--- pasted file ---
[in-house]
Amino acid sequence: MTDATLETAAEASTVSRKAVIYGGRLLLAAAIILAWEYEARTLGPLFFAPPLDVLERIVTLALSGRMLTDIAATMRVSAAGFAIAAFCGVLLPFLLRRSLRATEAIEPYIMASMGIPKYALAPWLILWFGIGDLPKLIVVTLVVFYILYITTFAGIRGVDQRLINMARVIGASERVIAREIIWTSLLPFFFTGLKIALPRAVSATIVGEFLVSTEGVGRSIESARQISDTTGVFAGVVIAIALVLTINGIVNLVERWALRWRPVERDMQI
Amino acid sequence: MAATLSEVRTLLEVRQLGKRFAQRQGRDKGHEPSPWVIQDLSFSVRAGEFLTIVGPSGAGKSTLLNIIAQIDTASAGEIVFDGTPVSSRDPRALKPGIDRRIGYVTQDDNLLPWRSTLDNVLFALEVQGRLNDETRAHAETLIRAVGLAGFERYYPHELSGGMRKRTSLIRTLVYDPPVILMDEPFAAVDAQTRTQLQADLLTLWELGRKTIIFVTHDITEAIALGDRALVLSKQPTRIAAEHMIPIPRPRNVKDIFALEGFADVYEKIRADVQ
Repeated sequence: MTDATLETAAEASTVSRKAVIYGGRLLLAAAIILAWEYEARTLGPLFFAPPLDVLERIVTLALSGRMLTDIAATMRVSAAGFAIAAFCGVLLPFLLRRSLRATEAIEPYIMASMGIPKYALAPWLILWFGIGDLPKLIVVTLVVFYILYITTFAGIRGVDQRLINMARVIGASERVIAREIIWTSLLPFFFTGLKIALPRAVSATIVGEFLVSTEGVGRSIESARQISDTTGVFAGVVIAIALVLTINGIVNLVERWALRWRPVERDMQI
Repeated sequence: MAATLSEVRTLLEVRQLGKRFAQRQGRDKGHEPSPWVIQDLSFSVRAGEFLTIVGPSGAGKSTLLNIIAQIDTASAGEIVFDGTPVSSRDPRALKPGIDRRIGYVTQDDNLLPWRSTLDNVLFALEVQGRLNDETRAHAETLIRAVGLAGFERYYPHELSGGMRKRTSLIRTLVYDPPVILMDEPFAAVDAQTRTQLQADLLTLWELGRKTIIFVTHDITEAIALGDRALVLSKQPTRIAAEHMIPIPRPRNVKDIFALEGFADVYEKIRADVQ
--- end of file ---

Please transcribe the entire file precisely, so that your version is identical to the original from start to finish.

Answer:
[in-house]
Amino acid sequence: MTDATLETAAEASTVSRKAVIYGGRLLLAAAIILAWEYEARTLGPLFFAPPLDVLERIVTLALSGRMLTDIAATMRVSAAGFAIAAFCGVLLPFLLRRSLRATEAIEPYIMASMGIPKYALAPWLILWFGIGDLPKLIVVTLVVFYILYITTFAGIRGVDQRLINMARVIGASERVIAREIIWTSLLPFFFTGLKIALPRAVSATIVGEFLVSTEGVGRSIESARQISDTTGVFAGVVIAIALVLTINGIVNLVERWALRWRPVERDMQI
Amino acid sequence: MAATLSEVRTLLEVRQLGKRFAQRQGRDKGHEPSPWVIQDLSFSVRAGEFLTIVGPSGAGKSTLLNIIAQIDTASAGEIVFDGTPVSSRDPRALKPGIDRRIGYVTQDDNLLPWRSTLDNVLFALEVQGRLNDETRAHAETLIRAVGLAGFERYYPHELSGGMRKRTSLIRTLVYDPPVILMDEPFAAVDAQTRTQLQADLLTLWELGRKTIIFVTHDITEAIALGDRALVLSKQPTRIAAEHMIPIPRPRNVKDIFALEGFADVYEKIRADVQ
Repeated sequence: MTDATLETAAEASTVSRKAVIYGGRLLLAAAIILAWEYEARTLGPLFFAPPLDVLERIVTLALSGRMLTDIAATMRVSAAGFAIAAFCGVLLPFLLRRSLRATEAIEPYIMASMGIPKYALAPWLILWFGIGDLPKLIVVTLVVFYILYITTFAGIRGVDQRLINMARVIGASERVIAREIIWTSLLPFFFTGLKIALPRAVSATIVGEFLVSTEGVGRSIESARQISDTTGVFAGVVIAIALVLTINGIVNLVERWALRWRPVERDMQI
Repeated sequence: MAATLSEVRTLLEVRQLGKRFAQRQGRDKGHEPSPWVIQDLSFSVRAGEFLTIVGPSGAGKSTLLNIIAQIDTASAGEIVFDGTPVSSRDPRALKPGIDRRIGYVTQDDNLLPWRSTLDNVLFALEVQGRLNDETRAHAETLIRAVGLAGFERYYPHELSGGMRKRTSLIRTLVYDPPVILMDEPFAAVDAQTRTQLQADLLTLWELGRKTIIFVTHDITEAIALGDRALVLSKQPTRIAAEHMIPIPRPRNVKDIFALEGFADVYEKIRADVQ